Tonic Labyrinthe Reflex (TLR)

The Tonic Labyrinthe Reflex (TLR) involves the vestibular / whole body response and is an important beginning in the development of balanced muscle tone.  Two types of Tonic Labyrinthe Reflexes are present in infants. The forwards TLR, which occurs when the baby moves the head higher than the level of the spine, emerges in utero (holding fetal position through pregnancy), is present at birth, and should be integrated by the time the baby is 4 months old. The backwards TLR, which occurs when the baby moves the head lower than the spine, emerges at birth (uncurling from the fetal position) and is gradually integrated from 6 weeks up to 3 years of age.

When the forwards TLR is present and the baby’s head is moved forward above the level of the spine, the legs and arms pull up and into the body. When the backwards TLR is present and the baby’s head is moved backward below the level of the spine, the arms and legs will extend. The TLR gives the infant a primitive way to deal with gravity and the need for the reflex decreases as head control is acquired.

The TLR affects the distribution of muscle tone throughout the body, and it helps the baby to straighten out from the flexed position of the fetus. Balance, muscle tone, and proprioception (body awareness) are all trained during this process. It aids in the integration of the vestibular, proprioceptive and visual systems, and is also needed in preparation for rolling over, crawling, standing, and walking.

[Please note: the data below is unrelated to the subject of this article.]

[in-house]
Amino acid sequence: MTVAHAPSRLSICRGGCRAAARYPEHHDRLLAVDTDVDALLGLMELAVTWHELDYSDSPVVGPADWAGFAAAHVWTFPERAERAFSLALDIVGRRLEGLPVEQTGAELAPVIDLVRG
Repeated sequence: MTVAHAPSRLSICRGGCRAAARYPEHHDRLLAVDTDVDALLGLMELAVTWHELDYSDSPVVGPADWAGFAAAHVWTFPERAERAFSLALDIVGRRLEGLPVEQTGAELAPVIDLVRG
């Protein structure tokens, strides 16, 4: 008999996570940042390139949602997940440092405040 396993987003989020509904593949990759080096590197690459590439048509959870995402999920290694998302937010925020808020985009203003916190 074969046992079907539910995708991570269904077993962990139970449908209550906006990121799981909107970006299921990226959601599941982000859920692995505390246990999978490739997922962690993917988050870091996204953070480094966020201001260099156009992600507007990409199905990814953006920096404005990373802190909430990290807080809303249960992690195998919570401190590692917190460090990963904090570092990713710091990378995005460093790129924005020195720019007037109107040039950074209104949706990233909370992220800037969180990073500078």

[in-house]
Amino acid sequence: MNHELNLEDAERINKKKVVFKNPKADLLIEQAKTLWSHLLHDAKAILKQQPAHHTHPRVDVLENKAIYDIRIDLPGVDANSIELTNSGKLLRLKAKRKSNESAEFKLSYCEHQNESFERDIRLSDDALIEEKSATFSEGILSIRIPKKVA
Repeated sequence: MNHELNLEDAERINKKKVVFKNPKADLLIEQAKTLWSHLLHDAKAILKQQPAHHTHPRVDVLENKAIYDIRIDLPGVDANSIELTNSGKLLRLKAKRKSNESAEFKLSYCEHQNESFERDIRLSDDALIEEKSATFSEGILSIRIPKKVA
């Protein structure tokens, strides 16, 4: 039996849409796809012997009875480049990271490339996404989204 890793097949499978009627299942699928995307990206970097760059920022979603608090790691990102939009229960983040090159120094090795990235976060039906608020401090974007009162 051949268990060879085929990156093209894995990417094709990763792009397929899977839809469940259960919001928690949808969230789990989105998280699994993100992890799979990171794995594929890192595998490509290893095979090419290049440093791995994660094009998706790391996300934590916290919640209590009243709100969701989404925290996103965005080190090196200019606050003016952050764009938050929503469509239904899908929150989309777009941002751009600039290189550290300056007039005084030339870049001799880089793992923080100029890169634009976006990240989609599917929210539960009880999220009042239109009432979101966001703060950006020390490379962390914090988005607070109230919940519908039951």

A retained TLR will cause the vestibular system to become overactive and affect its interaction with other sensory systems. This affects security in space and in gravity, and causes difficulty in judging space, distance, depth, and speed. These individuals will often lack a sense of direction, right or left, up or down.  A retained TLR will also cause problems with creeping and crawling for the infant since extending the neck will cause the legs to extend. This will adversely affect balance, spatial awareness, binocularity, focusing, and tracking abilities which will affect all areas of learning and eye-hand coordination in later life.


Symptoms of the Tonic Labyrinthe Reflex

  • Stooping posture
  • Head protrudes forward when standing
  • Toe walking
  • Weak muscle tone
  • Stiff, jerky movements
  • Poor balance
  • Poor coordination
  • Motion sickness
  • Dislike sports, physical education, and running
  • Visual perceptual problems
  • Spatial perception problems
  • Visual insecurity
  • Poor sequencing skills
  • Poor sense of time
  • Poor organization skills
  • Fear of heights
  • Apathy and/or fatigue